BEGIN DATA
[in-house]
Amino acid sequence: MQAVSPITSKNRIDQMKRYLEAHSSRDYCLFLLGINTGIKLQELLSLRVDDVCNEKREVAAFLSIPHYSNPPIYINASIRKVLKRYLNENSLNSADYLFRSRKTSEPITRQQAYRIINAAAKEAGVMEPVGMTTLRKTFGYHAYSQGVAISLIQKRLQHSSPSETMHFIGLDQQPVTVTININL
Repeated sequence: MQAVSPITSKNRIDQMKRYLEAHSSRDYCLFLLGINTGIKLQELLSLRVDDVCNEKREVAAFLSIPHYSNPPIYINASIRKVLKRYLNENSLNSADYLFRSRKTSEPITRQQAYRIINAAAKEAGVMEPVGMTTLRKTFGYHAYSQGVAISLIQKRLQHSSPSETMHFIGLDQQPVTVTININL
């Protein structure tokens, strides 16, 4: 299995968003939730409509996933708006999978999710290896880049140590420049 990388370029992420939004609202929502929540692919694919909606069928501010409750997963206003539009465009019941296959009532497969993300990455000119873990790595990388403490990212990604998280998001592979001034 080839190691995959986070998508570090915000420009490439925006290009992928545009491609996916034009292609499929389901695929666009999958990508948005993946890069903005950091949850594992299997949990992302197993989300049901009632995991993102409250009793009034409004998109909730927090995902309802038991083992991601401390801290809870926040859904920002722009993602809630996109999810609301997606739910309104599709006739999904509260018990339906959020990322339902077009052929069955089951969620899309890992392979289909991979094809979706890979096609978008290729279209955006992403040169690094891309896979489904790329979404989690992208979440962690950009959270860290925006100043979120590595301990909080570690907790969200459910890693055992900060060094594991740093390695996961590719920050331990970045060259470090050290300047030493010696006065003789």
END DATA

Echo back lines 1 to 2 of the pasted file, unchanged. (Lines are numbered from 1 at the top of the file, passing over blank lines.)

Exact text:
[in-house]
Amino acid sequence: MQAVSPITSKNRIDQMKRYLEAHSSRDYCLFLLGINTGIKLQELLSLRVDDVCNEKREVAAFLSIPHYSNPPIYINASIRKVLKRYLNENSLNSADYLFRSRKTSEPITRQQAYRIINAAAKEAGVMEPVGMTTLRKTFGYHAYSQGVAISLIQKRLQHSSPSETMHFIGLDQQPVTVTININL